China: Tianwen-1 mission successfully enters Mars orbit
Asia Pacific Focus

China: Tianwen-1 mission successfully enters Mars orbit

On Wednesday, China successfully landed its spacecraft, Tianwen-1 mission, in Mars’ orbit. It was the first time the Asian giant was able to enter the Red Planet. It was a huge leap for the Chinese spacecraft program, as it was the first time a Chinese mission had successfully reached Mars. The five-tonne spacecraft, which consisted of an orbiter and rover, was launched from the Chinese Wenchang spaceport in July. Tianwen-1, also known as “Questions to Heaven” covered the distance of about half a billion km to reach the neighboring planet.

China’s Mars mission proved to be successful a day after UAE’s Hope Probe was able to enter the orbit of the Red Planet for the first time. Besides China and UAE, another Mars mission in line is US NASA’s Perseverance, which was launched in July. NASA is expected to put its another rover on Mars next week. All three Mars missions of these three countries were launched during the brief launch window available in July.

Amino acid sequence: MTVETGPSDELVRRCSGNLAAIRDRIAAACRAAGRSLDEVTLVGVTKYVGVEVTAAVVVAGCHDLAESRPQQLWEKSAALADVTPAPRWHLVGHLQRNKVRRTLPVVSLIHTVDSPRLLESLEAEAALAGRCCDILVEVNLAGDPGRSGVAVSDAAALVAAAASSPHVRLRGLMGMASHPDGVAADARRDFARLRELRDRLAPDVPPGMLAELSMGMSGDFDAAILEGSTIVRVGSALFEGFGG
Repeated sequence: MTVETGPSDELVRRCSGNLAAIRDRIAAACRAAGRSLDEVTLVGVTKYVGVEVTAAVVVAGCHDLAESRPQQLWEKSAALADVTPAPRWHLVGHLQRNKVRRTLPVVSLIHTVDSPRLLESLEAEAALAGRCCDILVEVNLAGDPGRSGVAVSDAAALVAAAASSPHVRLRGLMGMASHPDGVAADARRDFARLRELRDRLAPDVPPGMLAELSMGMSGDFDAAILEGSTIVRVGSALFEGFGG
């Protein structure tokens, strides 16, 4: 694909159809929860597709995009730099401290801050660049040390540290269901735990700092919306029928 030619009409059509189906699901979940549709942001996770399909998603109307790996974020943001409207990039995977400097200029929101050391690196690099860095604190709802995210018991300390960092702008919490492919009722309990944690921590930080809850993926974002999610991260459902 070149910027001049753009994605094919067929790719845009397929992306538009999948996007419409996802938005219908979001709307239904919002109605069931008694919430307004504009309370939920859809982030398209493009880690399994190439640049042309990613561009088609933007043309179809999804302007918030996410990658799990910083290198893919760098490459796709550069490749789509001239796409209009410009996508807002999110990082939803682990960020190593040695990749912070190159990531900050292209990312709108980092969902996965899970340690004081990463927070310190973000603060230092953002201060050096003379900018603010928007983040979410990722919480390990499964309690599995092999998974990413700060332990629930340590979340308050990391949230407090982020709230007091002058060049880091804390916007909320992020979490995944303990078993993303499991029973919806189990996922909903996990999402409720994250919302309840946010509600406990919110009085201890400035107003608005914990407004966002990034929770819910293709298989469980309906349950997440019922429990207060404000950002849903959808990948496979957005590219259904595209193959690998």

It was China’s second major space mission after December’s lunar project, wherein it was able to successfully retrieve rock and soil samples from Earth’s Moon surface – which otherwise is a very complex project. China’s yet-to-be-named rover on Mars would enable scientists to study the planet’s surface using a mix of its seven remote-sensing instruments. 

The rover is powered with high and medium-resolution cameras, through which it would be able to send clearer pictures of the planet. It also included a ground-penetrating radar which would help in gathering more information about Mars’ geological layers up to the depth of tens meters. The rover which is about 240kg, is packed with fold-out solar panels, a tall mast for the camera, and a navigation device. These additional instruments would help it in assessing the mineralogy of local rocks and explore the existence of water-ice on the planet.

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Unlike UAE, which live-telecasted the entire mission’s journey and shared updates on TV and radio, China waited for the orbit insertion to happen first and then announced its success to the world.

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